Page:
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Newborn or just-hatched wildlife venturing into the world on shaky legs or fragile wings and are sometimes discovered by people. Every year, the lives of many young wild creatures (fawns in particular) are upset by people who want to help. These people take baby wildlife from the wild in a mistaken attempt to save them. In fact, these well-meaning people are actually harming the young animals' chances of becoming normal adults. Remember, young wildlife belongs in the wild.
For young wildlife, the perils of survival are a natural part of ecology. Some will not survive. However, young animals that learn well from one or both parents and are the most fit usually live the longest. Early unsteady steps and flights are part of normal development, helping young animals learn to take care of themselves.
Some types of baby animals develop quickly; others need more parental care before they can fend for themselves. It is at this time that most of the problems arise. Some people assume that young wildlife they have found has been abandoned by the parents. They believe that the young animals are helpless and need to be saved. In nearly all cases, this is a mistake: the young animals are neither abandoned nor orphaned.
People with good intentions sometimes try to rescue or care for young wildlife. In fact, the opposite is true. Human involvement can cause a lot of problems for these young creatures. Animals brought into human care end up missing out on learning experiences needed to survive in the wild. Even worse, the animal may die at the hands of someone who doesn't fully know how to care for the animal.
Animals released into the wild are at a disadvantage, as they lack the skills needed to find natural food and cover. Young wildlife cared for by humans often end up attached to people, with little fear. This can lead to animals:
If you want to avoid the problems related to people caring for wildlife, leave them alone! It may be very tempting to help these animals, but most of the time it isn't necessary. The adults are often nearby for protection, and visit their young from time to time. You should only help young wildlife if they are injured or found with their dead mother.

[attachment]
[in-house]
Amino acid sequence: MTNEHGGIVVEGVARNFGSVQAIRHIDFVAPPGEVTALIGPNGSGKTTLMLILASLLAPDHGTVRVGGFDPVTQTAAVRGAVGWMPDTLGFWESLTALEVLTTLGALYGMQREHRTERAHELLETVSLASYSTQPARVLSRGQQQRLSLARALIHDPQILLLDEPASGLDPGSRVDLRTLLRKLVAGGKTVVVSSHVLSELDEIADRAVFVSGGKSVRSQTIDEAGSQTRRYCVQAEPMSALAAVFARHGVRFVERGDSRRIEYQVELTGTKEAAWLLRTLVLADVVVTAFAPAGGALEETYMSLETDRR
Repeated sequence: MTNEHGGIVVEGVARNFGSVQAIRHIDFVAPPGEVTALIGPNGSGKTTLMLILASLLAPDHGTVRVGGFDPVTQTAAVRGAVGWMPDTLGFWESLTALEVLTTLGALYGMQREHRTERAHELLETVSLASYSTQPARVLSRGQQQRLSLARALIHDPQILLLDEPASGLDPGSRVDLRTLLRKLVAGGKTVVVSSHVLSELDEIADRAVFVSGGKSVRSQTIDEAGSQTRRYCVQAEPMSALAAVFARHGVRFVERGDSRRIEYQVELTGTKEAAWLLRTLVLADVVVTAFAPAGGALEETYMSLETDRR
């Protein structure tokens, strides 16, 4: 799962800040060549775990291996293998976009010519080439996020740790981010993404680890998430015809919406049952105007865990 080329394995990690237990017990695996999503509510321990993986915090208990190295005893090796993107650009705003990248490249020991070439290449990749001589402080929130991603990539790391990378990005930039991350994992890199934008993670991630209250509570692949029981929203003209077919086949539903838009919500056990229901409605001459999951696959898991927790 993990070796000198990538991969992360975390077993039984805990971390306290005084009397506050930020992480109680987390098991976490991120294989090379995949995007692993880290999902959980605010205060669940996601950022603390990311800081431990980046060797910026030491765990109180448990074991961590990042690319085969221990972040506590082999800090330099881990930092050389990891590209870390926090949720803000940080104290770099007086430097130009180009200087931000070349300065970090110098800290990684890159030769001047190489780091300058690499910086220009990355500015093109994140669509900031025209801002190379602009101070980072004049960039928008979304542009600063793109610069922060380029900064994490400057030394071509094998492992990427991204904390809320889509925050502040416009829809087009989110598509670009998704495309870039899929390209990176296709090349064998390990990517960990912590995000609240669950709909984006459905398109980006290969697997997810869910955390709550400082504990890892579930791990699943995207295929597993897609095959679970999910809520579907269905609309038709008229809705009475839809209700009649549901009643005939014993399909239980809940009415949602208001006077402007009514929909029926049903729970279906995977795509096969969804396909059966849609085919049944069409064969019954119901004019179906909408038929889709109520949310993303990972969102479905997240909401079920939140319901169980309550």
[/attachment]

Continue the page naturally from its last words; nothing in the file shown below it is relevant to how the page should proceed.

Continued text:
One way you can help wildlife without actually caring for it, is to keep your pets indoors or restrained. This helps wildlife as pets often like to chase and hunt songbirds and other mammals. This also helps your pets to avoid dangers posed by wild animals, other pets, or automobiles.
Fawns are safe when left alone because their camouflaging color help them remain undetected until the parent returns. Learn more about what to do if you find a fawn.
Leaving wildlife alone is not only the smart thing to do for the animal, but for yourself as well. It is illegal to take an animal from the wild or keep one as a pet. Remember, if you care, leave them there!
Nearly all wild birds and mammals are protected under the law. They may not legally be taken from the wild or kept as pets. Never consider wildlife as possible pets; it is both illegal and unwise. They are wild animals that belong in the wild. An injured wild animal may be assisted, but a person must deliver the animal immediately to a licensed rehabilitator. MassWildlife licenses wildlife rehabilitators who are qualified to care for injured or truly orphaned wildlife. In cases where the services of a wildlife rehabilitator are required, names are available through the MassWildlife website or District offices.
8 a.m.– 4:30 p.m., M-F